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  5. "Du magst den Tisch."

"Du magst den Tisch."

Translation:You like the table.

January 12, 2013



tip: use conjuguemos.com to practice verbs


Why is it "den Tisch" instead of "der Tisch"? I want to understand, please.


Because it's in the accusative case. This should help: http://german.about.com/library/blcase_acc.htm


At least now I'm relating the direct object with the accusative case. Good thing I paid attention to my English grammar classes.


I just cannot hear the difference between "magst" and "machst". And either word would make sense here (especially considering some of DL's other sentences....)


I have the same problem. I put both words into Google Translate and hit the speaker button and heard a minor difference, but they still sound almost identical to me. The "ch" in machst is pronounced like the ch in Loch Ness Monster. The g in magst is pronouced more like a K from the back of your throat. Very similar sounds. I wonder if native German speakers can hear a distinct difference.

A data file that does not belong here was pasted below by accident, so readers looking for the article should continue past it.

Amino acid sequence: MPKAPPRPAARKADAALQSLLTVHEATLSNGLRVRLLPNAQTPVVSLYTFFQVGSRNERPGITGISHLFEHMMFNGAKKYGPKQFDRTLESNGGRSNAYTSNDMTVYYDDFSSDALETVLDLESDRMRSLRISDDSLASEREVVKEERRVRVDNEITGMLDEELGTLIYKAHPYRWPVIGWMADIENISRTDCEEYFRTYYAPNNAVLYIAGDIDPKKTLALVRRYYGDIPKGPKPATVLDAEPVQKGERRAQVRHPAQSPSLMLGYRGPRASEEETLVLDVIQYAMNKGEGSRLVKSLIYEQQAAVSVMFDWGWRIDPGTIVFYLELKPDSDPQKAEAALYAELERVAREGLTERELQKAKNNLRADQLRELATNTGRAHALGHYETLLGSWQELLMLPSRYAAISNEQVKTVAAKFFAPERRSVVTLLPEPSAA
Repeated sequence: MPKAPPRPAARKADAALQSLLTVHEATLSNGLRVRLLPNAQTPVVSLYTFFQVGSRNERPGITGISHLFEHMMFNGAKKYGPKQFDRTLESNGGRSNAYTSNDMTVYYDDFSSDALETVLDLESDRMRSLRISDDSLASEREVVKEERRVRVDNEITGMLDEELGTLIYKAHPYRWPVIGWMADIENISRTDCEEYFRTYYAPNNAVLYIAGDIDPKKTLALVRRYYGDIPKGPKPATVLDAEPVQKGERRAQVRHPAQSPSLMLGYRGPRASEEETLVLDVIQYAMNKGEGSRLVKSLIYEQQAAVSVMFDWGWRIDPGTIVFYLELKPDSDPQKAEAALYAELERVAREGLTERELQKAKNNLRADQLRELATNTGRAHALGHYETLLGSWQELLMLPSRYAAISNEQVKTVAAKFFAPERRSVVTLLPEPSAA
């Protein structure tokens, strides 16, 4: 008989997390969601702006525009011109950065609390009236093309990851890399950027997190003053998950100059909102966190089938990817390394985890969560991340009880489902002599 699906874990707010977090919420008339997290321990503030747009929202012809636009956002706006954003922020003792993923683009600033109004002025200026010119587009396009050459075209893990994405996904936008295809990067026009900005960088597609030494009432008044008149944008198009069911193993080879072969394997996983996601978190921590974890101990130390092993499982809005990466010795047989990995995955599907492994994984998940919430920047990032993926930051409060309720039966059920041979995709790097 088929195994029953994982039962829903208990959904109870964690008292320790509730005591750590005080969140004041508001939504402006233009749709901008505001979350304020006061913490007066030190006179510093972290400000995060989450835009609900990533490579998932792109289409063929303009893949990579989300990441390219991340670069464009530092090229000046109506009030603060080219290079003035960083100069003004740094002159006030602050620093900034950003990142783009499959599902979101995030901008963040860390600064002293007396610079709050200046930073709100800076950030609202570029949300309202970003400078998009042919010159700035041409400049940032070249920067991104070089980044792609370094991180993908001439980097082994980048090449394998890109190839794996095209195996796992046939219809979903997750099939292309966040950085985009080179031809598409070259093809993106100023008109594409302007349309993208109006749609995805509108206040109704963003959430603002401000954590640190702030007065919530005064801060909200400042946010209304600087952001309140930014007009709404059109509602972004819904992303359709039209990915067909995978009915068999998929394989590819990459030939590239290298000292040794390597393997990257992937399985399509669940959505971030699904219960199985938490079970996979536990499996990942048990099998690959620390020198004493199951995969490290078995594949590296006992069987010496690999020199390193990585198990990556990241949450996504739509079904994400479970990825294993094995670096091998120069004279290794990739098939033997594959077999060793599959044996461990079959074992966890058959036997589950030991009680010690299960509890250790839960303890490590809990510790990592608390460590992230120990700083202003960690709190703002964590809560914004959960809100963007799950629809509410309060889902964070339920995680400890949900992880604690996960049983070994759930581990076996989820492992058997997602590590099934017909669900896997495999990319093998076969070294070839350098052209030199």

Machst is exactly what I heard too.


Why does den sound like dein?


I'm getting confused on when to use Mag, Magst, and Mog (sorry no character to use). I now know that I and He "mag" but when do I use Magst and Mogt?


ich mag, du magst, er mag. wir mögen, ihr mögt, sie/Sie mögen. In Apple: ö = alt+u followed by o. ß is alt + s. In windows: shift+"+o. ß is alt+225.


This indefinite article "den" is from dative, right? Because the verb "like" is followed by a preposition, object indirect, right?


"Den" is a definite article. The indefinite counterpart of "den" is "einen."

"Den" is accusative. "Dem" is dative.

"Den Tisch" is the direct object, not the indirect object.


In Dativ case it is: Die/der. der/dem. Das/dem and die(pl.)/den right?


I should be: Do you like the table not You like the table.


No, that would be a question. Then it would be "magst du den Tasch?"

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